Crime bosses who supplied fraudulent passports to murderers and drug traffickers convicted

Christopher Zietek, 67, (L) and Anthony Beard, 61 (National Crime Agency)
Christopher Zietek, 67, (L) and Anthony Beard, 61 (National Crime Agency)

Two crime bosses, including a man from London, have been convicted for supplying fraudulent passports to British murderers and drug traffickers for possibly decades.

Anthony Beard, 61, and Christopher Zietek, 67, were caught after a surveillance operation by the National Crime Agency (NCA) found they provided fraudulently-obtained passports to organised criminals over a five-year period.

NCA officers believe Beard, from Sydenham, London, had been procuring them for 20 years.

Criminals supplied with passports include Glasgow murderers Jordan Owen and Christopher Hughes, Liverpool drug trafficker Michael Moogan – who was jailed for 12 years on Friday – Manchester fugitive David Walley, and suspected Scottish drug traffickers Barrie Gillespie, Jamie Stevenson and James White.

The offenders paid between £5,000 and £15,000 for the documents, which were applied for using false information, the NCA said on Friday.

Beard and Zietek’s crime group exploited vulnerable people – often with drink or drug problems – who were around the same age as their clients and with similar facial features.

They were paid for providing their expired passports, and their details were used to apply for new ones but with photographs of the criminals. The criminal group also paid others to counter sign passport applications.

“He was involved in every aspect of organising and applying for the passports, including collecting application forms and planning the details to be provided by the applicant and the counter-signatory,” the NCA said on Friday.

His fingerprints were found on many of the forms, and contact numbers he included were for numerous burner phones he operated.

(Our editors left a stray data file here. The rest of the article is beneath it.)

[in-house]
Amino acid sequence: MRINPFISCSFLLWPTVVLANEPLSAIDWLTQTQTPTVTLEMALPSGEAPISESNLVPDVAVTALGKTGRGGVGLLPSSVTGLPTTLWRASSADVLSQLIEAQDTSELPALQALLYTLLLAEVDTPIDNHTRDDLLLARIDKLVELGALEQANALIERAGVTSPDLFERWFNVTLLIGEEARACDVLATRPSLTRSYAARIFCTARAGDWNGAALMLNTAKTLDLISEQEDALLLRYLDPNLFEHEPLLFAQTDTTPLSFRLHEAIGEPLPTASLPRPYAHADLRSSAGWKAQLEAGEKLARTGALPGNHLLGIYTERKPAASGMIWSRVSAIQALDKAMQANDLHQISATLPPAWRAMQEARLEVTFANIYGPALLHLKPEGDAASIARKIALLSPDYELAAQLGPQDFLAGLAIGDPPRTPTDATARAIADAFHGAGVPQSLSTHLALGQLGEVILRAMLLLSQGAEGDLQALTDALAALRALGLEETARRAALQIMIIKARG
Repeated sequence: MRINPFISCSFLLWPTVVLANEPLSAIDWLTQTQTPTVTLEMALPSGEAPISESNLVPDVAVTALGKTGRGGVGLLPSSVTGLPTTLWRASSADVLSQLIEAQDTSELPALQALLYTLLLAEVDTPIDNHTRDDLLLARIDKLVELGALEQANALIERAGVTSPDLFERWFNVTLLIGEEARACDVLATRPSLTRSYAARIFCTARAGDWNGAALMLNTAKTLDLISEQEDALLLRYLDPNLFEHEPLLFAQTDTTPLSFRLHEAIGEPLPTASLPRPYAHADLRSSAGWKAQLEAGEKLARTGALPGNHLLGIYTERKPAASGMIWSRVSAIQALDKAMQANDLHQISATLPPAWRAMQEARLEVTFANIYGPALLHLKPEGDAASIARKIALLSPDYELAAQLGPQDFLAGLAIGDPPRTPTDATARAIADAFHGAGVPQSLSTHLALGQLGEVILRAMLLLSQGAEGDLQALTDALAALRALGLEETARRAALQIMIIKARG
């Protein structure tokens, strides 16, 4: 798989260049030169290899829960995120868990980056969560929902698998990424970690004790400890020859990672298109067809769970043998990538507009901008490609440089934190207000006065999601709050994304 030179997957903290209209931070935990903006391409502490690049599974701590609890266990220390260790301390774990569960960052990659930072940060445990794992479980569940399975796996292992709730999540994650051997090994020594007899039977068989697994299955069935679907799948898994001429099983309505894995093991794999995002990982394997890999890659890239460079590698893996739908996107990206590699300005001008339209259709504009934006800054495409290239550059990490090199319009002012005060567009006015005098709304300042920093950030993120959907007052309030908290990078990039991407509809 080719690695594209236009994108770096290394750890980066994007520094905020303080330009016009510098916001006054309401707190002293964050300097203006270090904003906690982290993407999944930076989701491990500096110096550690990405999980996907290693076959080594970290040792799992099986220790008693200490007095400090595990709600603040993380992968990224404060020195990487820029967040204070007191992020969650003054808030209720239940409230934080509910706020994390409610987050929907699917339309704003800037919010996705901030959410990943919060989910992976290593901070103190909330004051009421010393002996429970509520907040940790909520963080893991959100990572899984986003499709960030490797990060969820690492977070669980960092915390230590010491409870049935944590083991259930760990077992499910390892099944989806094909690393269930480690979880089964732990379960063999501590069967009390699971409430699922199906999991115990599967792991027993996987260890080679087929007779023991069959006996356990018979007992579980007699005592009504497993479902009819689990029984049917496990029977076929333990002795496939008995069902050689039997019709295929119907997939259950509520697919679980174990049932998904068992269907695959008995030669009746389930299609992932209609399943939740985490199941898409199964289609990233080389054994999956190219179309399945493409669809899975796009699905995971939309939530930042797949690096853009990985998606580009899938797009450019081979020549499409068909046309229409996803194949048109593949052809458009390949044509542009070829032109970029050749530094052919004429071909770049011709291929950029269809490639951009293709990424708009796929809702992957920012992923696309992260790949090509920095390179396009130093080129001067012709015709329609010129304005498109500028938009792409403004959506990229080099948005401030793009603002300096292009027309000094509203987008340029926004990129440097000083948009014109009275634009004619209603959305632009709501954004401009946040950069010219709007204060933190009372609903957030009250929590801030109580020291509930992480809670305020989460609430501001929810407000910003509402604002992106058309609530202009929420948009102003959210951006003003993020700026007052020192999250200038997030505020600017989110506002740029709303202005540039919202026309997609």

Handwriting experts established he completed most of the application forms, and a voice recognition specialist found that Beard called HM Passport Office to chase up applications pretending to be the people named on the forms.

Beard, who pleaded guilty to fraud offences, also faces further charges in relation to fraudulent passport used by other criminals, including Jamie Acourt, Christy Kinahan, and firearms trafficker Richard Burdett.

Zietek, who was formerly known as Christopher McCormack and was believed to be an enforcer for the Adams crime family in London, split his time between Sydenham, Ireland and Spain. He acted as the passport broker and exploited his criminal connections to obtain clients for the crime group.

The NCA captured audio recordings in Zietek’s house of incriminating conversations with Beard and others about the application processes and their customers. Officers also used undercover officers to deliver some of the passports.

Zietek and Beard were arrested in October 2021 and were charged with conspiracy to pervert the course of justice, conspiracy to make a false instrument with intent (passports and ID documents), and money laundering.

Beard changed his plea to guilty in January this year, on the first day of a nine-week trial at Reading Crown Court. Zietek was found guilty on Friday.

Another member of the crime group, Alan Thompson, 72, from Sutton, Surrey, was also found guilty on Friday.

He worked for Zietek doing everything from chauffeuring him to criminal meetings to performing necessary tasks for the brokering of fraudulent passports, including meeting Beard when Zietek was abroad.

All three will be sentenced at Reading Crown Court at a later date.

NCA Deputy Director Craig Turner said: “We have identified a chronic, under the radar conspiracy that enabled drug and firearm traffickers, murderers and fugitives to evade justice, and we have worked across borders to dismantle it and the bring the masterminds to account.”

After the NCA established the false identities offenders were using, many fugitives have been caught with the help of UK police forces and international partners.

The NCA’s investigation codenamed Operation Strey started in 2017. It ran in partnership with the Dutch National Police and HM Passport Office – and has been one of the most significant undertaken by the agency in recent times.